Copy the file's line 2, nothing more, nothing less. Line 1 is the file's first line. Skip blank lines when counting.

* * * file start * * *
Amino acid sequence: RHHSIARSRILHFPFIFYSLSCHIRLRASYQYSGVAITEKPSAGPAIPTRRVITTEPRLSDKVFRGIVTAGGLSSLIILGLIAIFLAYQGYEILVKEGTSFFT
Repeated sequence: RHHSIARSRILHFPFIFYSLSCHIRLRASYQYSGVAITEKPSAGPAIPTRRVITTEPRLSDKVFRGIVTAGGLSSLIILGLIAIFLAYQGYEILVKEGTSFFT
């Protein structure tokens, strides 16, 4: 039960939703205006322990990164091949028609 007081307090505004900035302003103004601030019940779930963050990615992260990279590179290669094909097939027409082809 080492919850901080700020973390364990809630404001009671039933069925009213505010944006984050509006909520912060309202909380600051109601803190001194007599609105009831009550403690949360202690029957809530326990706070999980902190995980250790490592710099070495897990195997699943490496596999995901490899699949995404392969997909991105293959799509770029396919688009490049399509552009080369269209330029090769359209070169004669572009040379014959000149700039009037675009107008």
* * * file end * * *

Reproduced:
Repeated sequence: RHHSIARSRILHFPFIFYSLSCHIRLRASYQYSGVAITEKPSAGPAIPTRRVITTEPRLSDKVFRGIVTAGGLSSLIILGLIAIFLAYQGYEILVKEGTSFFT